Its not exactly a filter, but I didnt know exactly how to describe what I'm doing. I want to take a list of data. As shown:
What I wish to do... is to create some sort of loop that will take this data... use Valve_Type as the criteria... I want it to go down the list one by one.... Check if the current row is the same as the one before it. When it is not, I want it to create a row in a collection. Shown in this mockup below:
I will do some other complicated things, but I know how to do them. What I need to do is know how to do this efficiently. The source data is thousands of rows. I could do a forall(Data.Index, <formula>) but, I dont think you can break out of it once my criteria is not satisfied. It will have to go through thousands of rows for nothing, when its satisfied only in the first 5 rows.
GroupBy() will work either, because it accounts for the same value of the group column for the entire set. It wont stop squentially. Or, perhaps it will with some finessce. WHich, I do not know... so, I'm asking!!
My inclination would be to perform the calculation in SQL Server. That would be the most efficient way to do it if you have thousands of rows, and it would be immune to any delegation issues if you were to attempt this in Power Apps.
I'd experient with some of these Stack Overflow responses to find some TSQL that works with your source data.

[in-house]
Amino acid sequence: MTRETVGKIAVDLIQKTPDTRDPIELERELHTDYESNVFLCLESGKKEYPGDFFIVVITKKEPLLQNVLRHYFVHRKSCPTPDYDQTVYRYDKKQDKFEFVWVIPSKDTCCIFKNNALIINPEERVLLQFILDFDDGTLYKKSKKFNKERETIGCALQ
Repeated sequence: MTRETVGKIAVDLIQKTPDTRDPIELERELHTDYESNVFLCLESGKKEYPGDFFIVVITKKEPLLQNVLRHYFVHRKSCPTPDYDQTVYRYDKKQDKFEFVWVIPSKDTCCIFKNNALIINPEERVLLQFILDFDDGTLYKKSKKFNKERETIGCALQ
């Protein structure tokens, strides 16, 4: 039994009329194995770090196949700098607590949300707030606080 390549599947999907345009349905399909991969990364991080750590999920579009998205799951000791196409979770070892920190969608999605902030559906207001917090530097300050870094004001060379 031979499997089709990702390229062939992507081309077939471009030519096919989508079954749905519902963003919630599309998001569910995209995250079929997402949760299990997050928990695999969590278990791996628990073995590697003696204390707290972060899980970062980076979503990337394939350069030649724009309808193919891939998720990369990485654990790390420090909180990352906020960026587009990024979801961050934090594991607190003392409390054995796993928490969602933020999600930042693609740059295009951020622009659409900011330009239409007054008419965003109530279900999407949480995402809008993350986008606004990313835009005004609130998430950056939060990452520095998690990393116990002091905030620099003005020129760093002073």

I'd then encapsulate the TSQL in a SQL view and connect to the view from Power Apps. Hopefully, this path will lead you to a working solution.
I actually agree with you totally. However, I'm WAY less fluent in SQL, and the trial and error available in powerapps is far easier. I have done some complex things in SQL like you say, for VIEWS that have taken me weeks to completele with help from sql forums. I would do that if I needed to do this on a permanent basis. THis is a one time thing, fortunately. The data I showed you was an SQL table. It was a excel document with 90000 rows.
Once I do this, I will have created another SQL table from it, then I wont need PA any more. But, for the development of the statements, etc... its just far easier, and much less cryptic in PA over SQL. That is my opinion because I havent spent lots of time in SQL.
My approach was to work through the table in chunks. Each time I work through a chunk, I was going to have PA write back a '1' vale to a column "reviewed" then filter those out for the next grab into PA.